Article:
President Bush was right in his decision to move ahead with the so-called surge, and we are seeing the fruits of that decision in the security, economic, and political arenas.See also David Brooks in Tuesday's New York Times:
What remains worrisome is the reaction of leading Democrats. Two years ago they were arguing that we should leave Iraq because the war was lost; now they are saying we should leave Iraq because the war is won.
The more subtle reality is that enormous progress has been made but, in the words of the 9010 report, our achievements remain fragile, reversible, and uneven. To withdraw precipitously from Iraq now, in light of the gains that have been made, would be self-defeating. After far too long a delay, we now have in place the right strategy in Iraq, with the results to prove it. What matters now is whether our war-weary nation and its political leadership can summon the will to see this endeavor through to completion, and to success.
When President Bush consulted his own generals, the story was much the same. Almost every top general, including Abizaid, Schoomaker and Casey, were against the surge. Secretary of State Condoleezza Rice was against it, according to recent reports. Iraqi Prime Minister Nuri Kamal al-Maliki called for a smaller U.S. presence, not a bigger one.(via Instapundit)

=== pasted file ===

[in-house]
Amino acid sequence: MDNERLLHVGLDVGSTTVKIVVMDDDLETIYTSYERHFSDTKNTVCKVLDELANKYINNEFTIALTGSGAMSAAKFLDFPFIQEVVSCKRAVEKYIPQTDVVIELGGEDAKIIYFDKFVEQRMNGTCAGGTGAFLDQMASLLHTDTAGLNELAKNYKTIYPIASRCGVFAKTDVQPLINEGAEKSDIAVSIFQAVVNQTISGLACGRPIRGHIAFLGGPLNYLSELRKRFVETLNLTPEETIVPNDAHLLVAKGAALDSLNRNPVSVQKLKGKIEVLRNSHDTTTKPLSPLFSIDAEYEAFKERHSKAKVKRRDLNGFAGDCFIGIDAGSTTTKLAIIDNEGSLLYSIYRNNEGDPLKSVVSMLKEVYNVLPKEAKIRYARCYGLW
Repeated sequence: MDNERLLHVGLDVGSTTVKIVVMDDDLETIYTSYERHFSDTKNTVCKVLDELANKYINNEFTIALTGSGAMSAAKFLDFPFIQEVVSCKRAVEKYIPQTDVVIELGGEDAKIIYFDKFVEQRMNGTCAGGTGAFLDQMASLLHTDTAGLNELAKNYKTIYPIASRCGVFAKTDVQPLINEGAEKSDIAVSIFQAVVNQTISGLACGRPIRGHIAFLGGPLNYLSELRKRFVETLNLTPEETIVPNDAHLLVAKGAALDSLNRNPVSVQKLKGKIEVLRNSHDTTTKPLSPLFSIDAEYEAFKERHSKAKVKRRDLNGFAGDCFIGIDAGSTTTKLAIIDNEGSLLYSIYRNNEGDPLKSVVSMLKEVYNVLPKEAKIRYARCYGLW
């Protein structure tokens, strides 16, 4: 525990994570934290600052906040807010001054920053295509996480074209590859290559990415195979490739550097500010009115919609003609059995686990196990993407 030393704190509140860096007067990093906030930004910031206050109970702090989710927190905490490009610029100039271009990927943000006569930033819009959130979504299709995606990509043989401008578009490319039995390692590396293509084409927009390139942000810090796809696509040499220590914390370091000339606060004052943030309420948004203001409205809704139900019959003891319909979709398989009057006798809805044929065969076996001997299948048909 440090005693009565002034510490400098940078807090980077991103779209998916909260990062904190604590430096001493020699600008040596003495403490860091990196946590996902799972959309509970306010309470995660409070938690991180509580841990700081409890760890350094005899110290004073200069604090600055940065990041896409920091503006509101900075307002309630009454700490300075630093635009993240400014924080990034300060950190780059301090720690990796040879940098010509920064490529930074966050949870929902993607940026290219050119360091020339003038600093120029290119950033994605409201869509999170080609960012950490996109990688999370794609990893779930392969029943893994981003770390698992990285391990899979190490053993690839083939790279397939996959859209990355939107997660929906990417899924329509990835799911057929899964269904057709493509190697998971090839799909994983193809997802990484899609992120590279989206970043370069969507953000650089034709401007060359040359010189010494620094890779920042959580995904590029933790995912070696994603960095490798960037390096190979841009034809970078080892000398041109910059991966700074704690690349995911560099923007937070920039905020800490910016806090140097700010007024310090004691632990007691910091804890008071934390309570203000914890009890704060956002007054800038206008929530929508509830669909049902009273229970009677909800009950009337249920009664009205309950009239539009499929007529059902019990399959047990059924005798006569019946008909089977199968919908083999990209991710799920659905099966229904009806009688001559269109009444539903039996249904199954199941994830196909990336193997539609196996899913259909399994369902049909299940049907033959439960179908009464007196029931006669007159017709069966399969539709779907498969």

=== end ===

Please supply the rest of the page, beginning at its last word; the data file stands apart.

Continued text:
In these circumstances, it’s amazing that George Bush decided on the surge. And looking back, one thing is clear: Every personal trait that led Bush to make a hash of the first years of the war led him to make a successful decision when it came to this crucial call.
Bush is a stubborn man. Well, without that stubbornness, that unwillingness to accept defeat on his watch, he never would have bucked the opposition to the surge.
Bush is an outrageously self-confident man. Well, without that self-confidence he never would have overruled his generals.
In fact, when it comes to Iraq, Bush was at his worst when he was humbly deferring to the generals and at his best when he was arrogantly overruling them.